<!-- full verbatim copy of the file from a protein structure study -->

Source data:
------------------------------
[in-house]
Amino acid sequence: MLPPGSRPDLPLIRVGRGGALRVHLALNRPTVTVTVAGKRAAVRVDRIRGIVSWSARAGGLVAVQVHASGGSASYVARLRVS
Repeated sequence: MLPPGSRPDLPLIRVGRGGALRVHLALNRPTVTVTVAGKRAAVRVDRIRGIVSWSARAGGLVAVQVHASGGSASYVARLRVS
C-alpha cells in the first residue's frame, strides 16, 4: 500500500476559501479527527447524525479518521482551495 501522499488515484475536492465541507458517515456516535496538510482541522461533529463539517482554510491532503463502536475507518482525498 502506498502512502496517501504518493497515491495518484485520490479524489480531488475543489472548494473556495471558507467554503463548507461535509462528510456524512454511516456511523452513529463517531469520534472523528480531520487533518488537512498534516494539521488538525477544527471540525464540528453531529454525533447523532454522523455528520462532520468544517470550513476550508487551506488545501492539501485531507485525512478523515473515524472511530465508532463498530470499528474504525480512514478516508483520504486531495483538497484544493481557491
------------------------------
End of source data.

[in-house]
Amino acid sequence: MLPPGSRPDLPLIRVGRGGALRVHLALNRPTVTVTVAGKRAAVRVDRIRGIVSWSARAGGLVAVQVHASGGSASYVARLRVS
Repeated sequence: MLPPGSRPDLPLIRVGRGGALRVHLALNRPTVTVTVAGKRAAVRVDRIRGIVSWSARAGGLVAVQVHASGGSASYVARLRVS
C-alpha cells in the first residue's frame, strides 16, 4: 500500500476559501479527527447524525479518521482551495 501522499488515484475536492465541507458517515456516535496538510482541522461533529463539517482554510491532503463502536475507518482525498 502506498502512502496517501504518493497515491495518484485520490479524489480531488475543489472548494473556495471558507467554503463548507461535509462528510456524512454511516456511523452513529463517531469520534472523528480531520487533518488537512498534516494539521488538525477544527471540525464540528453531529454525533447523532454522523455528520462532520468544517470550513476550508487551506488545501492539501485531507485525512478523515473515524472511530465508532463498530470499528474504525480512514478516508483520504486531495483538497484544493481557491